Alert August 05, 2008

American Bankers Association Seeks to Protect Bank Interest Expense Deduction

The Treasury Department recently released to the public a letter from the American Bankers Association (the “ABA”) that urged the Treasury Department to carve out an exception for banks if it proposes rules that would bar the tax treatment allowed by the Tax Court in PSB Holdings Inc. v. Commissioner, 129 T.C. 131 (2007).  The ABA’s letter was prompted by the Treasury Department’s release of its periodic update of the 2007-2008 Priority Guidance Plan, indicating that it is considering issuing proposed regulations that would seek to overturn the PSB Holdings decision.

The issue in PSB Holdings was whether the tax-exempt assets held by an investment subsidiary of a bank have to be counted as the parent bank’s assets in computing the amount of interest expense disallowed under Section 265(b) of the Internal Revenue Code.  The Tax Court ruled that they do not.  The Tax Court’s holding in PSB Holdings rejected the position the IRS had announced in Revenue Ruling 90-44 and represented a major victory for the banking industry.  Under Section 265(b), a bank generally may not deduct interest expense allocable to tax-exempt interest from tax-exempt obligations.  The IRS issued Revenue Ruling 90-44 to simplify the application of Section 265(b) and to prevent banks from transferring tax-exempt obligations to wholly owned subsidiaries and replacing the tax-exempt obligations with the stock of the subsidiary as the asset of the bank that bears the interest expense.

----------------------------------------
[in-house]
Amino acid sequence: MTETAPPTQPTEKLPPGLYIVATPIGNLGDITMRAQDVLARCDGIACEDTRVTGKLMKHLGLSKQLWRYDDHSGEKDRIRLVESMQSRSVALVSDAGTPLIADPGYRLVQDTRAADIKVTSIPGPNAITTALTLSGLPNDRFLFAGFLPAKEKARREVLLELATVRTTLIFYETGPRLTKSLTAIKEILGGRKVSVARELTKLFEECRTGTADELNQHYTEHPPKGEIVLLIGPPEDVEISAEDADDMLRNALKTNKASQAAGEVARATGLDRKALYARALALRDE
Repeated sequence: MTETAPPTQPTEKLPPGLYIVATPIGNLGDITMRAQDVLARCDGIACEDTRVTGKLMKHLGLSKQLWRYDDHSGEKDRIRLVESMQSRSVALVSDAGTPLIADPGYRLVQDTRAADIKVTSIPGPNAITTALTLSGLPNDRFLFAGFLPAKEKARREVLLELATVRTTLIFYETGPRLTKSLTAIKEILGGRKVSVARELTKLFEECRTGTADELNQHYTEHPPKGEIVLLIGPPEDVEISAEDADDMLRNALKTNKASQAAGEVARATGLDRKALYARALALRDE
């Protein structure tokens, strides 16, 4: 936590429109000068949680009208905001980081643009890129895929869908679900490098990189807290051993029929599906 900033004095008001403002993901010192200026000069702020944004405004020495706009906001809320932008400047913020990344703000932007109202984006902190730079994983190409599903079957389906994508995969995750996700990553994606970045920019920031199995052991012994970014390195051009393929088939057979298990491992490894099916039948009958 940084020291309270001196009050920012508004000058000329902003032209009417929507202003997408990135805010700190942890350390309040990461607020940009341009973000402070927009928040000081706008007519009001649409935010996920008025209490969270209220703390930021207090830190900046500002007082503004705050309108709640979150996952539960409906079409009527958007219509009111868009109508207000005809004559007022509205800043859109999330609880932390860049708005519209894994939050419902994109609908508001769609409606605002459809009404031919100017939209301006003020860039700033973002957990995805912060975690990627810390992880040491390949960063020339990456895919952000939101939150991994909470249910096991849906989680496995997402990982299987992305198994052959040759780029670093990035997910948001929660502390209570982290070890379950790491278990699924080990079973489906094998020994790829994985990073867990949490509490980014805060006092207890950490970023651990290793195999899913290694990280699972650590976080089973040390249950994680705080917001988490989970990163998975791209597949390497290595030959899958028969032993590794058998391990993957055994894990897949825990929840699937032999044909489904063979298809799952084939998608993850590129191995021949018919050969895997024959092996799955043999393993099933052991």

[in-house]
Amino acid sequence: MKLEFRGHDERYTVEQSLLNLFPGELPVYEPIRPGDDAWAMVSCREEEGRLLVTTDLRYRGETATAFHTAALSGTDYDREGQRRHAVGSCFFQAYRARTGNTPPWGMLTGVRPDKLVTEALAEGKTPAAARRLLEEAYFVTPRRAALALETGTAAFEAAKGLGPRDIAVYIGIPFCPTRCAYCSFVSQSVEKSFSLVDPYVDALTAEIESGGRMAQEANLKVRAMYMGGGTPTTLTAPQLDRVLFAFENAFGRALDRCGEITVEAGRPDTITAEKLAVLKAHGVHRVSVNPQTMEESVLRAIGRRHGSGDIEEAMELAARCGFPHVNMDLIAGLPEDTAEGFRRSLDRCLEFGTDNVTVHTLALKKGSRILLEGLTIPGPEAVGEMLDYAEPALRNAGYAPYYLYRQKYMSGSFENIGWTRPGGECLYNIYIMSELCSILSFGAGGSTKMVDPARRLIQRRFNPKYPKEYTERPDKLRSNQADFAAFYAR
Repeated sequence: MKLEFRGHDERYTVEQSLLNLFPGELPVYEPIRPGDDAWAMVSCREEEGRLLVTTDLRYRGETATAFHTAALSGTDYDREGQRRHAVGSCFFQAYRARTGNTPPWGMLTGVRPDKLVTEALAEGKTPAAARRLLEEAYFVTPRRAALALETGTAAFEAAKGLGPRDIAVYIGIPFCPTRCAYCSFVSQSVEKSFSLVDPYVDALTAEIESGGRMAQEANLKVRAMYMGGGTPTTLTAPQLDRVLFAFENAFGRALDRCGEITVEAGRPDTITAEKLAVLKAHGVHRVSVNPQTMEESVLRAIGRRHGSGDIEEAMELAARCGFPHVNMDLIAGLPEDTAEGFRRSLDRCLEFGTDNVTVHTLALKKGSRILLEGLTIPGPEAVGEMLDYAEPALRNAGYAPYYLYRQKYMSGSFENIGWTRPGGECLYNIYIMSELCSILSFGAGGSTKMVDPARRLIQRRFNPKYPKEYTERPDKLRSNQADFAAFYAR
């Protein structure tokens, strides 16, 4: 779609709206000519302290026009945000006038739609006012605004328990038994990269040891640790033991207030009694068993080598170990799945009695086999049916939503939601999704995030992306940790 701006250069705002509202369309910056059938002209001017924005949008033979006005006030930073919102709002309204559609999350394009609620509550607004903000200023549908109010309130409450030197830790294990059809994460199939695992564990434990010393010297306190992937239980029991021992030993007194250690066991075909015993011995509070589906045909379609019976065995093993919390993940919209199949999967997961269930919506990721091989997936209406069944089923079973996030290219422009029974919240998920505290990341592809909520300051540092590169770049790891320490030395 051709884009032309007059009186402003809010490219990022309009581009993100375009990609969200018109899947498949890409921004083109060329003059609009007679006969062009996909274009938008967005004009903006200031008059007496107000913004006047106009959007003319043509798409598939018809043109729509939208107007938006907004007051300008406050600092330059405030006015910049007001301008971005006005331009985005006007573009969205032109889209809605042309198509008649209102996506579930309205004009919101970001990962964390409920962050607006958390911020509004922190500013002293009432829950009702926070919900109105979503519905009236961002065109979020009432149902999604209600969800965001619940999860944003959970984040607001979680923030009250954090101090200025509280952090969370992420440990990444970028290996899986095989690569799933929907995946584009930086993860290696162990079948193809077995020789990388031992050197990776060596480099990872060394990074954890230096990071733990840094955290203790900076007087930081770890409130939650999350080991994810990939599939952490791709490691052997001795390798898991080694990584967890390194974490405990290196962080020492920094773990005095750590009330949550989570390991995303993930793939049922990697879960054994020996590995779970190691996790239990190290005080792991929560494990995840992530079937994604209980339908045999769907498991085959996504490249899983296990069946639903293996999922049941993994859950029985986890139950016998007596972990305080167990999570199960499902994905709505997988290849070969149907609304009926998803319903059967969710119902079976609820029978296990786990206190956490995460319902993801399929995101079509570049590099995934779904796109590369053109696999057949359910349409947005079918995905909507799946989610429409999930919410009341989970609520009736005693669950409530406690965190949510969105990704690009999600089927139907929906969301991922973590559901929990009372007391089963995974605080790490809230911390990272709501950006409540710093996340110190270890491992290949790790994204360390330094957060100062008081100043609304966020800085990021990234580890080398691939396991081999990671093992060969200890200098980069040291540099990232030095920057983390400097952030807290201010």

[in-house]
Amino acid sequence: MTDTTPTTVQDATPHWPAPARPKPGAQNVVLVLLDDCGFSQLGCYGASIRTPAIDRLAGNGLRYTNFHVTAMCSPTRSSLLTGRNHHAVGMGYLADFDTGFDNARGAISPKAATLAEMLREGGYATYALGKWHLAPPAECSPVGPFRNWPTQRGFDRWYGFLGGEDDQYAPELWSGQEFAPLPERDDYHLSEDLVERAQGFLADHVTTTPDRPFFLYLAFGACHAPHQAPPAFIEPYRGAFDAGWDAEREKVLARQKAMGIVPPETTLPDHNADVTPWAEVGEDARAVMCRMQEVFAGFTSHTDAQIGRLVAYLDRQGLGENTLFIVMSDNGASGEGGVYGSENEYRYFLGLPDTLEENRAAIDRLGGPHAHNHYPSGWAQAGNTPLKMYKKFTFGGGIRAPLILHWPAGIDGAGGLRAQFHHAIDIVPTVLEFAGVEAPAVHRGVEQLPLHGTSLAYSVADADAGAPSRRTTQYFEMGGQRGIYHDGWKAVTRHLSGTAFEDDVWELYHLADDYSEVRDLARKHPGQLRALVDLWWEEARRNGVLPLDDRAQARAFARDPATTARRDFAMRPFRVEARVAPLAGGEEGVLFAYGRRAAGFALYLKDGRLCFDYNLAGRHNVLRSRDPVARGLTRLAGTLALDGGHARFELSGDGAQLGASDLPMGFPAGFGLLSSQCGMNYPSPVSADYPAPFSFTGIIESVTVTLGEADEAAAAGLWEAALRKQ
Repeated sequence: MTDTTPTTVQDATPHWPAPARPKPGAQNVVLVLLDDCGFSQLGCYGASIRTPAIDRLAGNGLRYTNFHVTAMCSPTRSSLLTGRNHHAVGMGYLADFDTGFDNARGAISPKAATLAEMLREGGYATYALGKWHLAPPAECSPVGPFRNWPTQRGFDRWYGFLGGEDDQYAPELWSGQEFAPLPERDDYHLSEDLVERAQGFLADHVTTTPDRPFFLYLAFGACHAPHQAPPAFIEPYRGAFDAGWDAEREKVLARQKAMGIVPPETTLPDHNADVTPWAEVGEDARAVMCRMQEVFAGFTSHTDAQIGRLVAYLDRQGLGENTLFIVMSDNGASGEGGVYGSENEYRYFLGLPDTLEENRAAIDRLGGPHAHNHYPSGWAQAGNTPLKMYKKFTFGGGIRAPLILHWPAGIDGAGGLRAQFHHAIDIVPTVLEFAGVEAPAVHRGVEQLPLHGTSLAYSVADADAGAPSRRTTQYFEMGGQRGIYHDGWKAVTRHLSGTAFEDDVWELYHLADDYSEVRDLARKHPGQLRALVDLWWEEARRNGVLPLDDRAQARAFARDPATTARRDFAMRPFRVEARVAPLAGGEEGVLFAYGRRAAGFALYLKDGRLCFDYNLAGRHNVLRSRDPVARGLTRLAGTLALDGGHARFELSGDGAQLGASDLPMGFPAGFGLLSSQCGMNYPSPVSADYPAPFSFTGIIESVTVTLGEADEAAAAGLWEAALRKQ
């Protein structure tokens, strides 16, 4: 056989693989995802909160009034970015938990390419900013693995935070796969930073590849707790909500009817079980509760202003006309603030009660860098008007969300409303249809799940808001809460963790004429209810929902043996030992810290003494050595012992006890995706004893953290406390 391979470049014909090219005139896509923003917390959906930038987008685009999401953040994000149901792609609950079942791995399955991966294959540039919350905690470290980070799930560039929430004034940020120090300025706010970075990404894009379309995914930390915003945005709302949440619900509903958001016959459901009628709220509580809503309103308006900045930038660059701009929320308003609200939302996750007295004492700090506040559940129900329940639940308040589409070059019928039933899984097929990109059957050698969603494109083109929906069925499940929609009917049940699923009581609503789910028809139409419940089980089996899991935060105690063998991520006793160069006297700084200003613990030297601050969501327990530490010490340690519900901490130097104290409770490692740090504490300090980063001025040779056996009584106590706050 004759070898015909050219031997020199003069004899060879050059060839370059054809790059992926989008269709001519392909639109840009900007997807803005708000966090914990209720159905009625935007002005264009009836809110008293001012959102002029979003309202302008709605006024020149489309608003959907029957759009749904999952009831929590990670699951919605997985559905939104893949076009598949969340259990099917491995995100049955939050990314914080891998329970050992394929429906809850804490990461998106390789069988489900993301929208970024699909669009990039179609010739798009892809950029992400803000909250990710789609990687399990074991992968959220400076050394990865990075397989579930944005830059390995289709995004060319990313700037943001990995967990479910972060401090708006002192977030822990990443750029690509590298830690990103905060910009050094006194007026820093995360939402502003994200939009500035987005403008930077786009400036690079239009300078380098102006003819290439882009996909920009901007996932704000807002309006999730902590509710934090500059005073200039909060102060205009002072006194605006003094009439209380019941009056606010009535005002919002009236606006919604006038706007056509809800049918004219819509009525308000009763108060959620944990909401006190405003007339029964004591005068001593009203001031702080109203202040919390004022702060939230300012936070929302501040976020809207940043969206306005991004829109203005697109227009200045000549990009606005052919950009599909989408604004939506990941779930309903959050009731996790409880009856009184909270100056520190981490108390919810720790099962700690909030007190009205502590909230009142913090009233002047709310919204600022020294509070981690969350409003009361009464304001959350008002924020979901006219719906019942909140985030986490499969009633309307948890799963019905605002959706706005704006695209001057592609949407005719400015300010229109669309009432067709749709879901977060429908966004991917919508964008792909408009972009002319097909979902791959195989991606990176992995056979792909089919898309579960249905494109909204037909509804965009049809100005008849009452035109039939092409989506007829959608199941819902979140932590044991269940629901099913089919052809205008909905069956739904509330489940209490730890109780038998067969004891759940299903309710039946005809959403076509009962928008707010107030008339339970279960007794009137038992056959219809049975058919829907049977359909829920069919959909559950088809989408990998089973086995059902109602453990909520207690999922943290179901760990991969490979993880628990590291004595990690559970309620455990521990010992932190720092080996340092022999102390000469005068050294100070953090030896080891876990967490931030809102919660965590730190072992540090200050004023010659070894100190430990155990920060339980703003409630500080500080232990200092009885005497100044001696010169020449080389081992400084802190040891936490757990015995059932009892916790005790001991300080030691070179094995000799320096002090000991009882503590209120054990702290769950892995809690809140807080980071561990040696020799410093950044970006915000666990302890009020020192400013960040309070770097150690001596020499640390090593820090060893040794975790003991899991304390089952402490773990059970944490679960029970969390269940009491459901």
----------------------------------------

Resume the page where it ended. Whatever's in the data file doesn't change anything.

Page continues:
In its letter to the Treasury Department, the ABA raised the concern that the Treasury Department may be drafting a rule that would require a consolidated approach to deductions.  It urged the Treasury Department to provide an exception that would allow banking firms to carry or purchase tax-exempt obligations as long as no borrowed funds are used to do so and stated that such an exception would be consistent with the Congressional intent to maintain equality between banks and non-banks in the application of the interest expense disallowance rules relating to tax-exempt obligations.